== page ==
Dear people, I’m through. Isn’t that another world from what usually you think when we speak of grace gifts—charismatic gifts? The most charismatic gift of all is: let us magnify the Lord, let us love and serve our wonderful Savior. Let us bow down before Him; let us call upon His name; let us invite Him into our hearts and homes. Let Him walk by our sides as a fellow pilgrim; let Him open the door for us to heaven, and let’s look forward to that triumphant day when we’re with Him and one another, world without end [1 Thessalonians 4:15-17]. That’s the Spirit of God in His grace gifts in our hearts. Now, may we stand together?
Wonderful, wonderful, Savior whose name is Wonderful [Isaiah 9:6], O Lord, that we might have the words, and the syllables, and sentences to magnify Thee more, to tell of Thy glorious and wonderful goodness, and greatness, and grace. And, our Lord, bless Thou the appeal this morning to the hearts of these who listen. And dear Savior, in Thy goodness and grace, call to Thyself families, and couples, and souls. May this be a great day of decision and commitment. And unashamedly and boldly, gladly and triumphantly, gratefully and believingly, may they come and stand by us and with us.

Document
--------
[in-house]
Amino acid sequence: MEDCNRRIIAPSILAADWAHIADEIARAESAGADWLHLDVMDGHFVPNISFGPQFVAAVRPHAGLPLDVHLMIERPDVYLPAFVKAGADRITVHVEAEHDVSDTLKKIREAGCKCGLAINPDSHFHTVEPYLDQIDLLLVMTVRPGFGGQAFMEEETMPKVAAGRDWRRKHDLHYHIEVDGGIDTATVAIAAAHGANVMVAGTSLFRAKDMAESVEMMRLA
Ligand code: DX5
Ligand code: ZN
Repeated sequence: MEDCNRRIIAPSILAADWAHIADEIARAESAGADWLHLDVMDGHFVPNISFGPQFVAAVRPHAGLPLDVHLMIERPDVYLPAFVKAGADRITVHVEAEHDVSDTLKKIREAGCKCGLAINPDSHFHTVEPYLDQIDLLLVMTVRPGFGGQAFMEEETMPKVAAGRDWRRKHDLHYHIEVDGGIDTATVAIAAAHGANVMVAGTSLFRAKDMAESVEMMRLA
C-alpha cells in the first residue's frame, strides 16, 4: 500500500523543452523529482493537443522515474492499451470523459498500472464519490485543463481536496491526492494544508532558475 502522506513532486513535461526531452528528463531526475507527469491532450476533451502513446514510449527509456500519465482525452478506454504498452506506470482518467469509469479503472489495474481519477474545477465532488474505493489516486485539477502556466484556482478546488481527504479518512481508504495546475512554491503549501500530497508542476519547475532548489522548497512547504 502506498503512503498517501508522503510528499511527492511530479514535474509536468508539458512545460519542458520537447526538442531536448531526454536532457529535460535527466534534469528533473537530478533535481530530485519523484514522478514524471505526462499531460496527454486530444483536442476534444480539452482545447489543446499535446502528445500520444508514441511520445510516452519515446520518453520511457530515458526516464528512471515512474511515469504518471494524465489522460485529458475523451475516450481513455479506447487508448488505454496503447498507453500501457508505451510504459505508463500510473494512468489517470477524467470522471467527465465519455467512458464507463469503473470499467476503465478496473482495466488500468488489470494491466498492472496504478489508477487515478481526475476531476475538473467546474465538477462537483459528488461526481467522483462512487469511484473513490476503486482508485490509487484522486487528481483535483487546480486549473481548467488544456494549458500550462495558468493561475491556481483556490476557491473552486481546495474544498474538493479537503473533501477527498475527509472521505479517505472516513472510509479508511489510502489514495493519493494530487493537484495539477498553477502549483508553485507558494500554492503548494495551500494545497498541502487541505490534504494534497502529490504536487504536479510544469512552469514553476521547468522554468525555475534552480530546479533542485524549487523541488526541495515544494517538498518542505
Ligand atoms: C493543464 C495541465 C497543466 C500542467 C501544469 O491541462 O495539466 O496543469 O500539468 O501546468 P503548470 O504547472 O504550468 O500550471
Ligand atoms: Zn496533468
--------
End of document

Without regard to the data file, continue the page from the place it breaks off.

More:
In this moment that we make appeal, nobody leave: we stand in the presence of God and pray, just for this moment. And then I’ll give you opportunity in a moment to leave. But right now, if anyone moves, he moves toward this altar. “Pastor, my whole family is coming today. My wife and children, all of us are coming. We’re on the way.” Or just a couple you, “We’ve decided for God and here we stand.” Or just one somebody you, “I am coming to give my heart to Jesus.” Or, “I am coming to follow the Lord in baptism [Matthew 3:13-17], as He has written in His Holy Word” [Matthew 28:19]. Or, “I am coming to put my life in this church.” Or, “I am coming to answer God’s call in my soul.” Make the decision now while we pray. And in this moment, when we sing our song of appeal, down one of those stairways if you are in the balcony; down one of these aisles if you are in the press of people in this lower floor, “Pastor, we have decided for God and here we stand.” Take that first step. It will be the most meaningful you have ever made in your life. Do it now, make it now.
And our Lord, bless those who come. Thank Thee for that sweet harvest, in Thy wonderful and saving name, amen.
While we pray, while we wait just for you, welcome as you come, while we sing our hymn of appeal. God bless you.